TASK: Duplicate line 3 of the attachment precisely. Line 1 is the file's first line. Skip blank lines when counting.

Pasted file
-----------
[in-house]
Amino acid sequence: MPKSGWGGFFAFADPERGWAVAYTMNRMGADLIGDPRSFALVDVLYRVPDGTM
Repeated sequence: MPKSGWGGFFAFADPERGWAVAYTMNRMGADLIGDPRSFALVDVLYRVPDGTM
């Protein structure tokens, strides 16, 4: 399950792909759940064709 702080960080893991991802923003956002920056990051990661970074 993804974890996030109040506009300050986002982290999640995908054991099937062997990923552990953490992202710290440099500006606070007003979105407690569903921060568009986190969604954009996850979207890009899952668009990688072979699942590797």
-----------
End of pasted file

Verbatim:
Repeated sequence: MPKSGWGGFFAFADPERGWAVAYTMNRMGADLIGDPRSFALVDVLYRVPDGTM